Postal workers ratify agreement reached last summer with Canada Post
The main Canada Post facility in Halifax is seen on Thursday, July 17, 2003. (Andrew Vaughan / THE CANADIAN PRESS)
Lia Levesque, The Canadian Press
Published Monday, December 5, 2016 3:29PM EST
Last Updated Monday, December 5, 2016 5:18PM EST
MONTREAL -- The Canadian Union of Postal Workers announced Monday its members have ratified a tentative deal reached last summer with Canada Post.
Rural and suburban mail carriers voted 55 per cent in favour of the new contract, while urban postal workers voted 63 per cent in favour, said Lise-Lyne Gelineau, president of the union's Montreal section.
"What's important is that we are moving forward," she said in an interview.
"I think we couldn't have expected 90 per cent approval -- that's clear. There are people on the ground who are concerned about issues that the agreement won't fix."
The deal represents a 2.5 per cent salary increase for urban carriers over two years, while rural and suburban carriers are to receive three per cent over the same period.
Negotiations between Canada Post and its unionized employees lasted months and resulted in threats of lockouts and strikes that never materialized.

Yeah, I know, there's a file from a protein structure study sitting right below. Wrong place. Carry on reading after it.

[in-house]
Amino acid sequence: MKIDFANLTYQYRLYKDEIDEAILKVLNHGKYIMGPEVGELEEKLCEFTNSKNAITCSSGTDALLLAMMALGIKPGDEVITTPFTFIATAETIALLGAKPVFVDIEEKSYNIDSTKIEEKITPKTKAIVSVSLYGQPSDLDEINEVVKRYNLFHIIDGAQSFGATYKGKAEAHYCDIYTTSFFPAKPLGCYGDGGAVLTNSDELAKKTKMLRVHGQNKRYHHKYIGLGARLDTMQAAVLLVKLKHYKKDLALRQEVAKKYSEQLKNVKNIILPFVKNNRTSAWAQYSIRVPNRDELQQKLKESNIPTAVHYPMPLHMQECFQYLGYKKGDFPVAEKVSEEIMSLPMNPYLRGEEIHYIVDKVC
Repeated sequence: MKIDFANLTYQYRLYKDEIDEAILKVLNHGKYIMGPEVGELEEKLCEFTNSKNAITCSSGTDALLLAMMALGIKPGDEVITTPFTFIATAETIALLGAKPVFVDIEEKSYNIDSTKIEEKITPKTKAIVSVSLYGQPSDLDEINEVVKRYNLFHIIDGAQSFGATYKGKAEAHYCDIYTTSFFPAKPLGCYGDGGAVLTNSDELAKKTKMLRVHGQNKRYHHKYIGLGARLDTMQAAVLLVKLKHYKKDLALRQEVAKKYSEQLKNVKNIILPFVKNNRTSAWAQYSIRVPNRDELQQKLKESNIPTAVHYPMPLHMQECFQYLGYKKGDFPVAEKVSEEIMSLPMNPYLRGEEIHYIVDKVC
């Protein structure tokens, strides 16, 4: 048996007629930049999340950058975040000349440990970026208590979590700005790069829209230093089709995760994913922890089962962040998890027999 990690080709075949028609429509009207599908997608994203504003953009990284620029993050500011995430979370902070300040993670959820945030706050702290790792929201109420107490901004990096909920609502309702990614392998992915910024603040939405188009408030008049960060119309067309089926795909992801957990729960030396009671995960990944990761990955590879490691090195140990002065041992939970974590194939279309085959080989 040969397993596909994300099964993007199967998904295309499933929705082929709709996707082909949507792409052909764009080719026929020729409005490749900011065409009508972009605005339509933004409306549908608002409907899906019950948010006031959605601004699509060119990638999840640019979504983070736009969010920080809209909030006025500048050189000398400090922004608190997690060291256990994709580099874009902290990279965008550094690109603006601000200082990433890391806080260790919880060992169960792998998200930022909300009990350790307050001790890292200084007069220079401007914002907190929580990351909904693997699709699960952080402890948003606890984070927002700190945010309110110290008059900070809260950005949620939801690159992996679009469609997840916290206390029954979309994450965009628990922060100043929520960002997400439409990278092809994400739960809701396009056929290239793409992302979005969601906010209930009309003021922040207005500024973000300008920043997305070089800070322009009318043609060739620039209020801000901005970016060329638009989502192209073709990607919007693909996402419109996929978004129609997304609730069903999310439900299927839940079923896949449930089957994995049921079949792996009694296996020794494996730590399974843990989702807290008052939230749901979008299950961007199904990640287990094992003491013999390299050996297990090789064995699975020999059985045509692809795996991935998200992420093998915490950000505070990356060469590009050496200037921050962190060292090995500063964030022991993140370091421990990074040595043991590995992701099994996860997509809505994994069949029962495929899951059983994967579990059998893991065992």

The main point of contention was pay equity.
Urban carriers, who are mostly male, make 30 per cent more than rural and suburban carriers, who are mostly female, the union said.
The issue of pay equity will be studied by a committee, which is to report back in 18 months.
"There are areas where we didn't really make progress," Gelineau said. "But we held on to what we thought were priorities, such as our retirement plans and pay equity for the rural and suburban carriers."
As the contract was ratified after such lengthy negotiations, both sides are expected to be back at the table next June.
"There are issues left to negotiate," Gelineau said. "We will start again soon."
The contract talks took place while the long-term future of the Crown corporation was under study by a parliamentary committee, which is expected to release its conclusions in the spring.
Canada Post said the uncertainty regarding possible work stoppages cost the corporation about $100 million during the fiscal year's third quarter, which ended Oct. 1.
The union represents roughly 54,000 postal employees across the country.